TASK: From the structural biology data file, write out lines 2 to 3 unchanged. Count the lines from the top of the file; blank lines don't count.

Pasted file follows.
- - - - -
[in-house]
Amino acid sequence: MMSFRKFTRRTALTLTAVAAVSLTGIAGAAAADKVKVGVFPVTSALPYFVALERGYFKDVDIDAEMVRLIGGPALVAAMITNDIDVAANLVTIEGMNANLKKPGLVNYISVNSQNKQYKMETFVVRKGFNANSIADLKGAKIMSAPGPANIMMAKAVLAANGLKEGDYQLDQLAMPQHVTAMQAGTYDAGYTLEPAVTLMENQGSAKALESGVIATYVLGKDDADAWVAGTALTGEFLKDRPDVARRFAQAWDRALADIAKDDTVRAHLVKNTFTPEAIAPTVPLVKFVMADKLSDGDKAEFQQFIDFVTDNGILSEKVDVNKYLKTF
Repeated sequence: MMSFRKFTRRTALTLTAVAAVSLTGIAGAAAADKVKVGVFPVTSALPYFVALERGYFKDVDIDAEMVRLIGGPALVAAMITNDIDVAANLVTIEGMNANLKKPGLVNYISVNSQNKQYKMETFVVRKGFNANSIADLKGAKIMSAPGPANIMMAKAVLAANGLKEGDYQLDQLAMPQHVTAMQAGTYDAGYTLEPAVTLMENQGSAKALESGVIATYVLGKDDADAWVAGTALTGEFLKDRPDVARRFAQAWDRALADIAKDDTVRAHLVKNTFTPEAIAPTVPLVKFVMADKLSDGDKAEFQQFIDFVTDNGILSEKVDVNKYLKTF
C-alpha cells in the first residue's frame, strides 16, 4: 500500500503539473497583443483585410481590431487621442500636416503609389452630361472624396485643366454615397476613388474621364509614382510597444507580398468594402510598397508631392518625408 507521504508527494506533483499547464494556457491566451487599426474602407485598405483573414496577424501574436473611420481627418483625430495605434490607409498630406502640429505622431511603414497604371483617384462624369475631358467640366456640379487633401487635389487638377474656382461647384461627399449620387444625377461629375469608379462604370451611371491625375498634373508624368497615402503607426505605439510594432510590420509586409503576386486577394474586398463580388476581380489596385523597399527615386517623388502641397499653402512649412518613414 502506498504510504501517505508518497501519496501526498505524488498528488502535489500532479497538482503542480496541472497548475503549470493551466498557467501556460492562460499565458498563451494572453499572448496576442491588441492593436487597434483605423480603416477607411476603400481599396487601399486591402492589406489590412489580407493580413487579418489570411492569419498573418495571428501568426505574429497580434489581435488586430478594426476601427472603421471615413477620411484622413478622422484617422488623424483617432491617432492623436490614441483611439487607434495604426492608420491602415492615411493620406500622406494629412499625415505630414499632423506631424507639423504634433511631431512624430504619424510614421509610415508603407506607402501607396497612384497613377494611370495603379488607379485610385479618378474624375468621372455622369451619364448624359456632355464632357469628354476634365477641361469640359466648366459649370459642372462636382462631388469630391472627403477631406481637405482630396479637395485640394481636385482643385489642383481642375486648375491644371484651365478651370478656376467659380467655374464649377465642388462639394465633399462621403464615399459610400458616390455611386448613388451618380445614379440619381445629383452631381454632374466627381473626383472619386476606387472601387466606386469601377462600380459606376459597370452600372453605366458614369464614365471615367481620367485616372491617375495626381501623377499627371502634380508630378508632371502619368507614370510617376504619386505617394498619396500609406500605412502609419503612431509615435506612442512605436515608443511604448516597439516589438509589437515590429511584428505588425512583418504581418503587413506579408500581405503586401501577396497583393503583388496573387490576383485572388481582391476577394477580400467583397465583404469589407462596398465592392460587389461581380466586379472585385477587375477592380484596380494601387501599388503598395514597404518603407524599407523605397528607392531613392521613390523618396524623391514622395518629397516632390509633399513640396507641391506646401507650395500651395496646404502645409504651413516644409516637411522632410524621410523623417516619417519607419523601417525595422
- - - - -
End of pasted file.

Amino acid sequence: MMSFRKFTRRTALTLTAVAAVSLTGIAGAAAADKVKVGVFPVTSALPYFVALERGYFKDVDIDAEMVRLIGGPALVAAMITNDIDVAANLVTIEGMNANLKKPGLVNYISVNSQNKQYKMETFVVRKGFNANSIADLKGAKIMSAPGPANIMMAKAVLAANGLKEGDYQLDQLAMPQHVTAMQAGTYDAGYTLEPAVTLMENQGSAKALESGVIATYVLGKDDADAWVAGTALTGEFLKDRPDVARRFAQAWDRALADIAKDDTVRAHLVKNTFTPEAIAPTVPLVKFVMADKLSDGDKAEFQQFIDFVTDNGILSEKVDVNKYLKTF
Repeated sequence: MMSFRKFTRRTALTLTAVAAVSLTGIAGAAAADKVKVGVFPVTSALPYFVALERGYFKDVDIDAEMVRLIGGPALVAAMITNDIDVAANLVTIEGMNANLKKPGLVNYISVNSQNKQYKMETFVVRKGFNANSIADLKGAKIMSAPGPANIMMAKAVLAANGLKEGDYQLDQLAMPQHVTAMQAGTYDAGYTLEPAVTLMENQGSAKALESGVIATYVLGKDDADAWVAGTALTGEFLKDRPDVARRFAQAWDRALADIAKDDTVRAHLVKNTFTPEAIAPTVPLVKFVMADKLSDGDKAEFQQFIDFVTDNGILSEKVDVNKYLKTF